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can hope for a favorable access to God, the pardon of sin, and acceptance with him !

The Israelites once more behold their leader descend from the mountain. He communicates to them the Divine message,

"all the words of the Lord, and all the judgments." They answer with one voice, " All the words which the Lord hath said will we do." In

your own strength ye promise it, fickle and rebellious people! How grievously ye will violate this promise, while Sinai is yet in sight!

Moses, we are told, then wrote all the words of the Lord,-probably the ten commandments, as well as the other laws and ordinances, in some durable record, which was termed the book of the covenant. This book was to preserve the remembrance of such solemn transactions; and to be a perpetual memorial and proof of the engagement made between God and his people. The latter gave their cordial assent to this engagement; and Jehovah stipulated, if they continued faithful, to be their God, their Sovereign, and Protector, and to fulfil to them all the promises which he had made to covenant of friendship with him, without atonement

for sin.

Death, deserved by the sinner, fulls on the substituted victim in sacrifice. The forfeited life is spared; for the life of another is poured out. The dignity of Divine justice is maintained. The Sovereign of the universe can admit him who had been a rebel, but now forgiven and restored to favor,-poor, sinful man, into an alliance with himself, never to be annulled, and full of blessings unspeakable !

What were these victims, and this shedding of blood, but symbols, to point the faith of the worshipper to the One Victim, who, once for all, has poured out his own blood as a complete propitiatory sacrifice for sin ; and through which all who put their trust in him, can be entitled to the covenant-blessings of the Gospel-dispensation.

The covenant of Sinai must be ratified with blood, Early the ensuing morning, Moses rose and builo an altar, and also twelve pillars ;-probably over against it. The former, emblematical of the throne of God, was his representative ; while the latter denoted the twelve tribes of Israel. These were the two parties to the covenant.

Burnt-offerings and peace-offerings were sacrificed by "young men of the children of Israel," whom Moses appointed for the purpose; or rather, as some think it should be rendered, by some who were the first-born. The blood of oxen, of calves, and of goats was poured out, and the altar smoked with the victims. Half of the blood Moses put into basins, and half he sprinkled upon the altar; on which probably the book of the covenant was laid, as Paul tells us that that also was sprinkled with the blood.

Moses then took the book of the covenant, and read it in the hearing of the people. It contained the promise of Jehovah to protect and bless them, if they continued faithful. Moses, acting in his name, made this promise. The congregation of Israel made theirs; "All that the Lord hath said will we do, and be obedient." Then "Moses took the blood, and sprinkled it on the people, and said, Behold the blood of the covenant, which the Lord hath made with you concerning all these words." He probably sprinkled this blood on the twelve pillars, or on certain of the heads and rulers of the people, as representatives of the whole assembly. He had already done it on the altar, the representative of God. It was a symbolical act, customary, it is supposed, at that time, in the formation of covenants between man and man. It had an awful import. It denoted, that the party who should break the engagement When our Saviour ate the passover, for the last time, with his disciples, and invited them to drink of the cup; he said of the wine which was in it, This is my blood of the New Testament, (or new Covenant,) which is shed for many for the remission of sins.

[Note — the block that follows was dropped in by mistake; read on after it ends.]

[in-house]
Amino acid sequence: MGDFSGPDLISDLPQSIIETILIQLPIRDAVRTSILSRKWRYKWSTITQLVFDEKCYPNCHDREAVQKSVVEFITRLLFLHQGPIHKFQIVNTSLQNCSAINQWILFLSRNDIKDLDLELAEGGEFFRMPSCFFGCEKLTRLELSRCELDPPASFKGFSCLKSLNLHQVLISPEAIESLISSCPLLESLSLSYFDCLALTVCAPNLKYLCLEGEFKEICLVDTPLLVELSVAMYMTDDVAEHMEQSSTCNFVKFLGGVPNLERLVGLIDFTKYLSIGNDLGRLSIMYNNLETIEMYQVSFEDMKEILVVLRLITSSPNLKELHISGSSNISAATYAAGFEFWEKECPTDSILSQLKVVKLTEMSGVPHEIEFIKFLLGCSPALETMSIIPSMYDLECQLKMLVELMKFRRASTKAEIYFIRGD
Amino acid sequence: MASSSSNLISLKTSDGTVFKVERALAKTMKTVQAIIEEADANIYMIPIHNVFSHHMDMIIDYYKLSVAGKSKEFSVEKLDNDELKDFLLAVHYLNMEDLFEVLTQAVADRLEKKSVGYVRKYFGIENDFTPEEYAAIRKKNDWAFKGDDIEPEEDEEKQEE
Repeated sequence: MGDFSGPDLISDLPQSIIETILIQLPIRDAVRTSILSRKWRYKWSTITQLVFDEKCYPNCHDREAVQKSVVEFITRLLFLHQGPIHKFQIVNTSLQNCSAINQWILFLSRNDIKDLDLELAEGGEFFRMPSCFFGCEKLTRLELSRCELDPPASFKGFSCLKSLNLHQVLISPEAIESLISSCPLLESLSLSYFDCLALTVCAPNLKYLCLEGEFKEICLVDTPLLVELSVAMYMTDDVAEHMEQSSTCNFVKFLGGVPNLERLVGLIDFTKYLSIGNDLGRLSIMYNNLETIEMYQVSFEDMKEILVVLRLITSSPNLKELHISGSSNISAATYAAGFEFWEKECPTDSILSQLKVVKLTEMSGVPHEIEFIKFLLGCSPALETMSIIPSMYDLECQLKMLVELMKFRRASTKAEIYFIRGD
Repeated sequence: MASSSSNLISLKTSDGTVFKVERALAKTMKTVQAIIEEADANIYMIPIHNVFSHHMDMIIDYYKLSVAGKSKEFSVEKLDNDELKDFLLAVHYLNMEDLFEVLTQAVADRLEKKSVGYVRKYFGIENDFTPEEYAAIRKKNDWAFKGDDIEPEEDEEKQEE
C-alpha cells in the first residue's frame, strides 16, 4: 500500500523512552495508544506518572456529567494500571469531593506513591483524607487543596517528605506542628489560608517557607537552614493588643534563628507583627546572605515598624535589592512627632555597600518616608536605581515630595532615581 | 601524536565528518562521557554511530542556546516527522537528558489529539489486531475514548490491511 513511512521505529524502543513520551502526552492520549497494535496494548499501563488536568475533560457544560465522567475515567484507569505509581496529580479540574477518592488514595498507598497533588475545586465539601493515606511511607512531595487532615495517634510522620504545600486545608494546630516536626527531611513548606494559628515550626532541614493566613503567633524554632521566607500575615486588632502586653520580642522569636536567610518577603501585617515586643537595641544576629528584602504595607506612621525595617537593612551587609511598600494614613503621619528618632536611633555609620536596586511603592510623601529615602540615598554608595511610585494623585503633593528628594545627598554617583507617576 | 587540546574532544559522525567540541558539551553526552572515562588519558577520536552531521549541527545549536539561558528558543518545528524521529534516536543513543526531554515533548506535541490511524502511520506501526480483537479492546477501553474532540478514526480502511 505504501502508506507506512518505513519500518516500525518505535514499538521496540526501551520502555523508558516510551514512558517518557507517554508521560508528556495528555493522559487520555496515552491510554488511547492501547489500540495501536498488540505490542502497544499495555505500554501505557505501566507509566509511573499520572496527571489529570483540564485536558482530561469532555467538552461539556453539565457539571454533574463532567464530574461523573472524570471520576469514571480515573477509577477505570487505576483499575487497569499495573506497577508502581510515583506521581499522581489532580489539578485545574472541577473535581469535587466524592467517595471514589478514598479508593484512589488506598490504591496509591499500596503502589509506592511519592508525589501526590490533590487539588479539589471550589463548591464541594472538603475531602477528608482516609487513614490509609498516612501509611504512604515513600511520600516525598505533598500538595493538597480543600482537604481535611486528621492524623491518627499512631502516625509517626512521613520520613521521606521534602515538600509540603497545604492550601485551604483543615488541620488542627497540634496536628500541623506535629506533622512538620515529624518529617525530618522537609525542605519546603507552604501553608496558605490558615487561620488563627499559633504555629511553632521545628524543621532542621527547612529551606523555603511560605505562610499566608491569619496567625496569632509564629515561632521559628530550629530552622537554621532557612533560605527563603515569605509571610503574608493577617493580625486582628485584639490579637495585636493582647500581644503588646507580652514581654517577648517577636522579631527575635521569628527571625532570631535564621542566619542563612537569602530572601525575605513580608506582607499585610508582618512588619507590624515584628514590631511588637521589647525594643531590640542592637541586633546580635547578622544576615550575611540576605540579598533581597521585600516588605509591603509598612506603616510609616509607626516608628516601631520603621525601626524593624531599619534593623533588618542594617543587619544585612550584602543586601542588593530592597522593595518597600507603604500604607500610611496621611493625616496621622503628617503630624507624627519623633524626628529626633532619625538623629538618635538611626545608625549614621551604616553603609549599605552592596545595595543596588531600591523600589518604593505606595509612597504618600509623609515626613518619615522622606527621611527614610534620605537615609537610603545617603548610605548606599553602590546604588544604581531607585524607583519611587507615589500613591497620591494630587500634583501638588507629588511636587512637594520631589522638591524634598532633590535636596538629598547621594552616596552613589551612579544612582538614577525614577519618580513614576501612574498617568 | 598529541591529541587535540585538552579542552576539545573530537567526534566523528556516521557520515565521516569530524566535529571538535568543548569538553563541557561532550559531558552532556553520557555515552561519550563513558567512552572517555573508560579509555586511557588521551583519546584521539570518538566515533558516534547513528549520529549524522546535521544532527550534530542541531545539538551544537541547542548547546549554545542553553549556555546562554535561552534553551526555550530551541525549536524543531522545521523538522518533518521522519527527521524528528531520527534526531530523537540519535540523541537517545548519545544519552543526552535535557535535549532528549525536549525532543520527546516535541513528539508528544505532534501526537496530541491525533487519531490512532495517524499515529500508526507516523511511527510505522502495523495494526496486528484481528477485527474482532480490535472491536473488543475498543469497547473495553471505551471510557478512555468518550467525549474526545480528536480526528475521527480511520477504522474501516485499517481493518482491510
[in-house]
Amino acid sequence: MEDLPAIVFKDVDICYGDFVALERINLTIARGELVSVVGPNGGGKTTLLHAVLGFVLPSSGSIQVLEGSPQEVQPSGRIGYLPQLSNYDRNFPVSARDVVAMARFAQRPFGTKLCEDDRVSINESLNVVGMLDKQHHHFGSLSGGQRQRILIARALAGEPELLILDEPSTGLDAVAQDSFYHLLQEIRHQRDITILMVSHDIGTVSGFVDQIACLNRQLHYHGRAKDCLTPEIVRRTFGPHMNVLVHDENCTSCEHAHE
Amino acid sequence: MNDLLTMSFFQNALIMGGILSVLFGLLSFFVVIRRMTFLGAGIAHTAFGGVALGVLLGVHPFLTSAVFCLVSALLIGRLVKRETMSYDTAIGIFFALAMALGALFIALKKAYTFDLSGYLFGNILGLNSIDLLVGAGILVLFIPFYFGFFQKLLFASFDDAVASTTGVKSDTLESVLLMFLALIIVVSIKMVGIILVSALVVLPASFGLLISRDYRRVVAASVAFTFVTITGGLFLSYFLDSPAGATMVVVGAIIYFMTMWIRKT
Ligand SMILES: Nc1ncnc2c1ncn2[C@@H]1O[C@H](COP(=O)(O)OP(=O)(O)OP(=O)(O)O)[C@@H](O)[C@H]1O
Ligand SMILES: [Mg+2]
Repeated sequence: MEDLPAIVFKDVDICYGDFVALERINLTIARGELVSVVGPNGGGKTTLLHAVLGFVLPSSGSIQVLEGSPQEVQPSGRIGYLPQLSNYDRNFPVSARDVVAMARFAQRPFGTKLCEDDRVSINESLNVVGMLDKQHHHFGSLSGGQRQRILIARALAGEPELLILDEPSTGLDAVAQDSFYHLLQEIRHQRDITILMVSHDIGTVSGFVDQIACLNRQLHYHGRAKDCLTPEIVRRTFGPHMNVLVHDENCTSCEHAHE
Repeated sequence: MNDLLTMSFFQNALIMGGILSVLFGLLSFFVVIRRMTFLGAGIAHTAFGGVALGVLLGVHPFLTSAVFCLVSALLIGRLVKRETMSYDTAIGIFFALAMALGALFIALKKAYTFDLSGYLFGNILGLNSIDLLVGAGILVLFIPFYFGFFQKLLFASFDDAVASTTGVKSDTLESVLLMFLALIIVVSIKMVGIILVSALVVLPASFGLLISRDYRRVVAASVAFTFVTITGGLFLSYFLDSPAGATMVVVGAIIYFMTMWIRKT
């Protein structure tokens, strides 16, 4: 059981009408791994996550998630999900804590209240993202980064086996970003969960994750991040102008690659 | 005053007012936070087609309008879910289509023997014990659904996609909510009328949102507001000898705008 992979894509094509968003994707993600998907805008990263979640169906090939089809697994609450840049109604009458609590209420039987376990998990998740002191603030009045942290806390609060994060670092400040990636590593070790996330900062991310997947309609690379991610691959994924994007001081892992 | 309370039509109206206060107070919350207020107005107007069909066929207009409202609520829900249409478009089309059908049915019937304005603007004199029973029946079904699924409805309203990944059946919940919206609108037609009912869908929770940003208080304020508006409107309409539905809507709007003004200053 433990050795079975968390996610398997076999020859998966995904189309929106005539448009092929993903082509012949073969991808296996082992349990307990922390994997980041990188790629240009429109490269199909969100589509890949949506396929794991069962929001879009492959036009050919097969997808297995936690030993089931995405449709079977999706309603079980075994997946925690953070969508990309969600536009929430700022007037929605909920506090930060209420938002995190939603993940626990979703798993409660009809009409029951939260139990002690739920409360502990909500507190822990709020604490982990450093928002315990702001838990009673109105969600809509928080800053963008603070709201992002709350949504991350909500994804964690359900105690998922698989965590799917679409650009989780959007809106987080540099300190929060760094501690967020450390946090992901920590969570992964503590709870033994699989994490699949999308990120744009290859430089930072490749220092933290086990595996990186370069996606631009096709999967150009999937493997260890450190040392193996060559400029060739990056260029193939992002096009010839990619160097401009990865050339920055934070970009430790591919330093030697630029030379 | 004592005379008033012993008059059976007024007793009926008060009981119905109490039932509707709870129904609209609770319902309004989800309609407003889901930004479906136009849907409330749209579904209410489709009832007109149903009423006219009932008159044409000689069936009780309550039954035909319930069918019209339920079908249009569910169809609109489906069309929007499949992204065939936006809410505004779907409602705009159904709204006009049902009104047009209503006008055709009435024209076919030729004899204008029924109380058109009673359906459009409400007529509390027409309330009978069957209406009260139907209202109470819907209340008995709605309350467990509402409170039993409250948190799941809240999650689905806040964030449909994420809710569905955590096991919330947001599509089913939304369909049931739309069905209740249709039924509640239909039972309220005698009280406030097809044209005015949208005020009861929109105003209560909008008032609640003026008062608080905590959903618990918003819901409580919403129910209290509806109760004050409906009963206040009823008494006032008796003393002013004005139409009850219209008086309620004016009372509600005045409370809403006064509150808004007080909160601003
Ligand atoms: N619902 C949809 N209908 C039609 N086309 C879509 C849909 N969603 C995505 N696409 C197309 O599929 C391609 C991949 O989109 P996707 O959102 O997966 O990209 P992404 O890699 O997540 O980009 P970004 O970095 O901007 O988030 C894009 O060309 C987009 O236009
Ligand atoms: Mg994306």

This new covenant which God offers, my young friend, to form with you, securing to you the full pardon of all your sins, and the divine protection and blessing, both in this life and for ever, must be rutificd by the blood of Christ. The victim is already slain. On God's part every thing is ready. How is it on yours?

Repentance for sin, and faith in Jesus Christ, as the great propitiatory sacrifice, makes you a party to this covenant; and God binds himself to fulfil it. Have you done this ? Beware, lest you tread under foot the Son of God, and count the blood of the covenant, wherewith he was sanctified, an unholy thing, and do despite unto the Spirit of grace ?

CHAPTER XXXV.

Moses, Aaron, Nadab, Abihu, and the seventy elders as

cend Sinai. They see God. Moses there forty days, receiving divine communications.

After the ratifying of the covenant, Moses and Aaron, Nadab and Abihu, and seventy of the elders of Israel, ascended the mountain ; Moses bowing in adoration near its summit, and the others worshipping afar off.

A new vision burst upon their astonished sight. "They saw the God of Israel ;" not, indeed, any personal similitude, but some most extraordinary mani. festation of his presence; a splendid effulgence, a divine glory, surpassing every thing that the imagination can conceive.

Beneath it, and on which it seemed to rest, there was, as it were, "a paved work of a sapphire stone, and as it were, the body of heaven in his clearness.'

The sapphire is a very precious and costly stone, of a fine sky-blue color; of which the apparent pavement was made, looking like the clear, pure azure of the concave above us, in a day without clouds, when the eye seems to penetrate the infinite.

If such was the vision of Sinai to the enraptured sight of the worshippers who were then on it,

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